Lindgren & Smith

Get to Know Jon C. Lund!

Jon C. Lund has many talents, not the least of which is raising 2 amazing sons and 1 amazing daughter - all teenagers and one college bound. That's a lot of teenage angst in his house! But, John lives for it and will tell you being a parent is the only feather in his cap that he needs. Since he won't brag about his exceptional work, we'll go ahead and do that for him.

Over the span of Jon's career he has moved from working as a graphic designer to a successful full time freelancer, with his techniques and styles changing along the way as well. Working exclusively digitally, Jon creates bold, graphic and colorful imagery for high profile clients like Major League Baseball, The United States Tennis Association, The Professional Golfers Association, The National Hockey League, The National Football League, Target Corp., World Market, Disney Design Group, Yum Brands, Coca-Cola...and the list goes on.

Take a moment to look at a little preview of his work below and see more of his work here. Read on to see what inspires Jon, and what he enjoys about his life and his work.

Hi Jon, Thanks for playing along with us. Let’s start with how you begin your day. Do you go straight for the coffee? A soothing cup of tea? Or a mad dash to that can of soda?
Actually I reach for the dog food first. Then once our dog Edgar is fed I can move on to my usual bowl of cereal. I can’t deal with caffeine. I’m plenty well wired as is. Just last fall I quit the diet soda (Dr. Pepper) cold turkey. 

Quitting cold turkey? That's tough to do, so kudos! Can you describe what your typical day looks like, sans soda, of course?
After making sure I beat the kids out of bed (got to set a good example you know) put out any fires getting them to school. (They are all teenagers now.) I get in my garage top studio around 8:30. Depending on whether we are in feast or famine mode I’m either working or trying to find work the rest of the day, and well into the night if a deadline is hot. Along the way I’m either listening to the radio or keeping Euro coverage of bike racing going in the corner of my desktop. It gives my work a bit of a rhythm.

Can you describe for our readers where you get your creative inspiration?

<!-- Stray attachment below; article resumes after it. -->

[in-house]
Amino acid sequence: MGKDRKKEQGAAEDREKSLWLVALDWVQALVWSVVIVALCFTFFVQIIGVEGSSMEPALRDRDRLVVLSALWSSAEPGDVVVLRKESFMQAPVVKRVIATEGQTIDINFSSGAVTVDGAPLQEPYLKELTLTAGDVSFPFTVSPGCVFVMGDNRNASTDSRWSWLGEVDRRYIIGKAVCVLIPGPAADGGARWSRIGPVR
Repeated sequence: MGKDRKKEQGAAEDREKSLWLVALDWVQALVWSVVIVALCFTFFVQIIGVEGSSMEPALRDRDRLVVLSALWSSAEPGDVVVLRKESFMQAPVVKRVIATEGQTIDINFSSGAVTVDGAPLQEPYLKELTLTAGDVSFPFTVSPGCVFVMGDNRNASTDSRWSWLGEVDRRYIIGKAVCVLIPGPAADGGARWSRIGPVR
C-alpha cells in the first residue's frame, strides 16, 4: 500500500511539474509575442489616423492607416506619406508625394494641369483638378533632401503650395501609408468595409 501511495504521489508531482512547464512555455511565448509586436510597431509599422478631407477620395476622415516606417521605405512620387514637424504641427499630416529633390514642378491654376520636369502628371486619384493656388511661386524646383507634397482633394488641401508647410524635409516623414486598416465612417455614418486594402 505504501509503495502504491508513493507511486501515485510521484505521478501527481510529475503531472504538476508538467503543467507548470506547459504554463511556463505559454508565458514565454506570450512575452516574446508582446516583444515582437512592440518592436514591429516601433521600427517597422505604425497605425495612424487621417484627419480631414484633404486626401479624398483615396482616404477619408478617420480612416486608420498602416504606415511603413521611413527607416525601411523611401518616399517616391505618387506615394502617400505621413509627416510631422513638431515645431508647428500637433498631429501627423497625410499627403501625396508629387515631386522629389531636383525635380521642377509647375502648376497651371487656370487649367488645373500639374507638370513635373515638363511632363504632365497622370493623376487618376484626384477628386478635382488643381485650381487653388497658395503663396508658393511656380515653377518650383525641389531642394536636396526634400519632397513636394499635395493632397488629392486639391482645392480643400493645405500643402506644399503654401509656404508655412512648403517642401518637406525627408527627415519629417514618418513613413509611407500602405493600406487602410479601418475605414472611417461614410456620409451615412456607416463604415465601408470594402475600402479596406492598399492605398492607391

For me it seems to always have been about how shapes of objects or figures are delineated, stylized and then the depth you can show with light. It just so happens that these same ideals drove the style of many poster artists from the middle of the last century. I also have a love of typography from that time period, and putting the two together is icing on the cake.

I really love the player art you worked on for the Major League Baseball organization. Can you give us a little insight into how you approached that project and what methods you used to achieve the final result?
Coming up this July my work will be televised (hopefully) at the 2014 Major League Baseball All-Star Game. I’ve done work for Major League Baseball before (two World Series). I work with a terrific team in a small agency. The art director and I usually start with the concepts for the 4 player poses. The source of the reference is interesting. They use highly detailed models of actual players to get the angle and view they want. Then once we have the pose correct we make sure the image can’t be recognized as any one particular player (legal). Then they use the players as a kind of theme art to decorate everything from the scoreboard to commemorative merchandise.

Below is player art created for NHL Heritage Classic

Sounds like a great opportunity to be able to collaborate with them. Do you work traditionally or digitally? Do you have a preference?
For my way of working I think you can’t beat the virtual realm. I’m much more of a craftsman, a builder than a performer.

If you have an entire day of free time, what would we catch you doing?
I am a freelancer with a wife, three teenagers and an old house. I don’t understand the question. 

That's funny. I guess since there's no free time, which most of us can relate to I think, there's probably no point asking you the next question, but...I'll ask anyway. Book or nook?
Iphone and ebay.

Rock or Opera?
Music used to be my main preoccupation when I was a kid. I always had to be on the cutting edge of alternative music. Any more I only seem to be able to get into one band at a time. The latest is The Shins

In a parallel universe, what would you be doing instead of illustrating?
I’d probably be a builder of some sort, probably a carpenter or furniture maker. 

Proudest moment? 
Definitely taking my kids to see the US Open with my images plastered all over the US Tennis center in NYC.
Anyone you would like to give a shout out to who has had an impact on where you are either personally or professionally?
Paul Rogers was one of my earliest influences. I actually called him when I was first starting out and he actually gave me technical tips that allowed me to get the confidence to produce my first illustrations. 

And lastly, what is the one single best piece of advice you can give for an up and coming illustrator or designer?
Styles come and go but the artistry at the beginning of it all, the drawing is the foundation.

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